1943 Auschwitz. The death camp commandant Rudolf Hoss (Christian Friedel) lives in a neighbouring house with his wife Hedwig (Sandra Huller) and their five children in an idyllic existence. However, Hoss’s reassignment to Oranienburg creates tensions between him and Hedwig, who wants to stay in the home she has created.
Glazer doesn’t show what happened in Auschwitz, instead letting the soundtrack of screams and gunfire interspersed with the occasional shot of a smoking chimney convey the horrors as the Hoss family go about their daily business. This juxtaposition is the most inspired element of the film, which fully illustrates the banality of evil that permeated Nazi German society. Other examples include Hedwig and her mother’s casual conversation about the fate of a former Jewish employer and the recurring appearances of a servant stealing apples to feed to the prisoners. These moments serve to puncture the normality of scenes showing the Hoss family and underline the fact that the Nazis and Germans that contributed to the Holocaust were ordinary people, not one-dimensional, demonic figures. Despite this, Glazer and director of photography Lukasz Zal‘s joint decision to avoid using close-up shots of the Hoss family, instead letting the action play out in mostly long shots, helps to keep the family at a distance and removes audience empathy more effectively than overly negative dialogue ever could. Huller gives an excellent performance as Hedwig, skilfully conveying how her aspirations combine with her angry and abusive nature towards her servants. However, it is Friedel who impresses the most, as his early depiction of Rudolf’s commitment to his job later reveals how he has been corrupted by his actions.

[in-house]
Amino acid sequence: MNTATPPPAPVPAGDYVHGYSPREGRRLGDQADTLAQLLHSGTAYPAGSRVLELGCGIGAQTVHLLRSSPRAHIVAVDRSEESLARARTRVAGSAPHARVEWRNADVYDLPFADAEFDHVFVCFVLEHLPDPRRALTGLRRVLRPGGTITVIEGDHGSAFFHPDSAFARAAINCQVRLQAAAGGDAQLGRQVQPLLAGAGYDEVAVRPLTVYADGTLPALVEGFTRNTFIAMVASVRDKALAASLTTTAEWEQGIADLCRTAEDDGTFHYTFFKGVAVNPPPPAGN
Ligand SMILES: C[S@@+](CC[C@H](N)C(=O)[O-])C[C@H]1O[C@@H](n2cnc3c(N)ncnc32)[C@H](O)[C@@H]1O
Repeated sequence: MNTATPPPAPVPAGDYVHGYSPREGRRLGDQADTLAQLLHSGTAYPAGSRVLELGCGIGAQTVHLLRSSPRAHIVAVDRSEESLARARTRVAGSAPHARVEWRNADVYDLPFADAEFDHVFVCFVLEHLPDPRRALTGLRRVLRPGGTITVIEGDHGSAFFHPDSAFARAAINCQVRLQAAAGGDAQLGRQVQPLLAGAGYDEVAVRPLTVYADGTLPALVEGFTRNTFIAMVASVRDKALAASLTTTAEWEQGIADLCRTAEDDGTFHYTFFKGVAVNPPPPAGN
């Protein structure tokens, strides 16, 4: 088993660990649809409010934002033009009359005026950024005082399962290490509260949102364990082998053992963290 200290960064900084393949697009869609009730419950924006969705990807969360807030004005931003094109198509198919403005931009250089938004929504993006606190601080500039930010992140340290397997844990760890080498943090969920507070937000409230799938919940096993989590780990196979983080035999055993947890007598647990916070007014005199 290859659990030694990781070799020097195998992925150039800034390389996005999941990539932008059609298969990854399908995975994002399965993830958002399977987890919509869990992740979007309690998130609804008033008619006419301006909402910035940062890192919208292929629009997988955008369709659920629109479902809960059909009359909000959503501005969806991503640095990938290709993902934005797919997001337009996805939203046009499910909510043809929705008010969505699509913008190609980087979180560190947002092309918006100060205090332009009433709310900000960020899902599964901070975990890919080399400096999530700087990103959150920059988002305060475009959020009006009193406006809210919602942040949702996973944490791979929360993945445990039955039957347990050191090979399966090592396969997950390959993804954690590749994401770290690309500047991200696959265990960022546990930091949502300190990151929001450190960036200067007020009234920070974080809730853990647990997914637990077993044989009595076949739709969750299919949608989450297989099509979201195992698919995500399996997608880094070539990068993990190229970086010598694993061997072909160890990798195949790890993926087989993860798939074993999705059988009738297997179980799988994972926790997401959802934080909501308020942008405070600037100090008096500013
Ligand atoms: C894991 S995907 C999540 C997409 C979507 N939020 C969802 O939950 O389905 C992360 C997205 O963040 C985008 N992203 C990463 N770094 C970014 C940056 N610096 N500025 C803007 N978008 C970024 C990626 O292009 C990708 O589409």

The Zone of Interest is one of the most effective films made about the Holocaust. Glazer’s minimalist approach brings home the horrors that humanity is capable of without resorting to graphic imagery and leaves the audience to draw their own conclusions.